PAAP // ANNEX / Current Exhibition
Art vs. Fetishism or The Utility of Idolatry
October 21, 2017 – January 14, 2018
Opening Reception: Saturday, October 21, 2017 4-6 p.m.
Curator: Alejandro Machado
Artists: William Cannings, Alex Cao, Edouard Duval-Carrie, Luis Gonzalez Palma, Vik Muniz, Nadin Ospina, Marta Maria Perez Bravo, Mabel Poblet, Santiago Porter, Sandra Ramos, Jorge Rios, Graciela Sacco, Carolina Sardi, Tracey Snelling, Leandro Soto, Jose Toirac & Meira, Kehinde Wiley
Every act of fetishism carries with it the implicit act of substitution or attribution. The term Fetishism was born in the 16th century, but its practice extends back to the first inanimate object, imbued by man with a symbolic power and value beyond the object itself. Today, the term “fetishism” has different meanings depending on the context in which it is used, but in essence it comes down to the devotion to, and excessive idolatry and veneration of, material objects. Literature normally refers to this term in the context of sex or religion, however, fetishism is a phenomenon that permeates many aspects of our daily life, in which the original object or concept becomes exalted through society’s adoration or worship of the value that we attribute to it. In this context, it is no wonder that fetishism is highly utilized as a mechanism of manipulation in politics, ideology, history, fashion, commerce, etc., by those in power. This creates, among other things, addiction, making society “obedient” and “submissive”.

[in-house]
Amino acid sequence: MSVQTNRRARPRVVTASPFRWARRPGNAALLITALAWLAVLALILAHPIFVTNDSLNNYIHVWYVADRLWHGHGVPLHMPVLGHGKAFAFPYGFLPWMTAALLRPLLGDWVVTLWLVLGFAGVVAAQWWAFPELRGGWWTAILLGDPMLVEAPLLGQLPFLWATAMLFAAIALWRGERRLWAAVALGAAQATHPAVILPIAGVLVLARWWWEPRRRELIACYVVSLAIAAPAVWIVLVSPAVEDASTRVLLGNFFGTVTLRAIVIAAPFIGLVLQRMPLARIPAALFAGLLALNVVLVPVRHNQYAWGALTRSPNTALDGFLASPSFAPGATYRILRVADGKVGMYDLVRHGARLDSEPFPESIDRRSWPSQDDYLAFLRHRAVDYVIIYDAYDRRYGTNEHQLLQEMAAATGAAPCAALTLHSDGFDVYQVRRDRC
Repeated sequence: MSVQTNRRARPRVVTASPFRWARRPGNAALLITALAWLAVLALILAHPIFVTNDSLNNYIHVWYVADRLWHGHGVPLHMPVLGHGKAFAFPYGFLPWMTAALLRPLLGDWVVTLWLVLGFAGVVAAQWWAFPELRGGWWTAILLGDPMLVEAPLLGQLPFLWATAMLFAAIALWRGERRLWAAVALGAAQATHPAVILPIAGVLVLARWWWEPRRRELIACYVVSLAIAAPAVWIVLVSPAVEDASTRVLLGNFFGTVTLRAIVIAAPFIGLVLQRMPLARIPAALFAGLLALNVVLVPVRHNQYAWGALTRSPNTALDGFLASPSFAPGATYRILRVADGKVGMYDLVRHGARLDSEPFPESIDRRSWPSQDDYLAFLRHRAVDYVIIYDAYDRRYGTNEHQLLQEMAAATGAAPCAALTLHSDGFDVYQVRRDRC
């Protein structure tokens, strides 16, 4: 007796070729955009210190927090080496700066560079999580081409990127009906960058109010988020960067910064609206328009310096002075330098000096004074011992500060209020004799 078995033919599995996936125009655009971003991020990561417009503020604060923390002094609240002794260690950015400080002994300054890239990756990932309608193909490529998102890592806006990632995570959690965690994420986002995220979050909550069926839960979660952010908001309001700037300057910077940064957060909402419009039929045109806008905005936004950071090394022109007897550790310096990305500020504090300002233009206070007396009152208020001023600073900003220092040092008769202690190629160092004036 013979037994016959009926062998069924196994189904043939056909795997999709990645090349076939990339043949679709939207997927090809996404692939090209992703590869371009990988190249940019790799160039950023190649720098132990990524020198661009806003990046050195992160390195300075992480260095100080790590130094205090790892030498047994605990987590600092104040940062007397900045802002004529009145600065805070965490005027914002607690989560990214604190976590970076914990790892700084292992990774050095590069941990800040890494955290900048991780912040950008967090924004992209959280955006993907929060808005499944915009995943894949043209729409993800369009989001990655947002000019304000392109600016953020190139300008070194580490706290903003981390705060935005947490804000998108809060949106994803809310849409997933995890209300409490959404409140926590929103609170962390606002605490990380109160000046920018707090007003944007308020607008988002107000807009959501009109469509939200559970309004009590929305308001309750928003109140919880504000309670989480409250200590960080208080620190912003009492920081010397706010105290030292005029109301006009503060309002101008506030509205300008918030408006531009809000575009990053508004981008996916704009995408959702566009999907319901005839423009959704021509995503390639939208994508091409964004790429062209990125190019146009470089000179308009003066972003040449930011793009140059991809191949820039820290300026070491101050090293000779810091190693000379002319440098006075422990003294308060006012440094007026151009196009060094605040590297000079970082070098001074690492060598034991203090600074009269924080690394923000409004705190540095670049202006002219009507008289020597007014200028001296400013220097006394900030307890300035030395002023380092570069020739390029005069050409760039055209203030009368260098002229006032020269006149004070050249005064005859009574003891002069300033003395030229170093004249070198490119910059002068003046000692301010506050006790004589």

Every long or short-term goal or objective requires a certain element of “charm” or “enchantment” for which images (fetishes) are required. Men always march to war behind the banner of a flag or other symbol; we look to an image carved in any material for miracles; we rely on a stone for luck; a person could become more sexually aroused with a garment than with another person, we worship dictators as if they were gods, we chase after fashion and jewels based on the fetish of the brand or of the material, we acquire art based on the signature of the artist, and a long etcetera.
The aim of this project is to draw attention to how fetishism is used as a tool in the art world, at times used to denounce arbitrary values, at others as a justification for them. Art is an unequalled tool best suited to the task of converting the perception of that which already existed into something original: of turning an image already used one thousand times into a new “original”. Thus, through the examination of work by artists from different generations and origins, we try to approach the debate about this age-old relationship between art and fetishism, one that is inherent by definition. Is art a weapon used to denounce fetishism as a tool of manipulation, or does it work because of that tool? Do we have to respond to this question? Does art have to prove anything?
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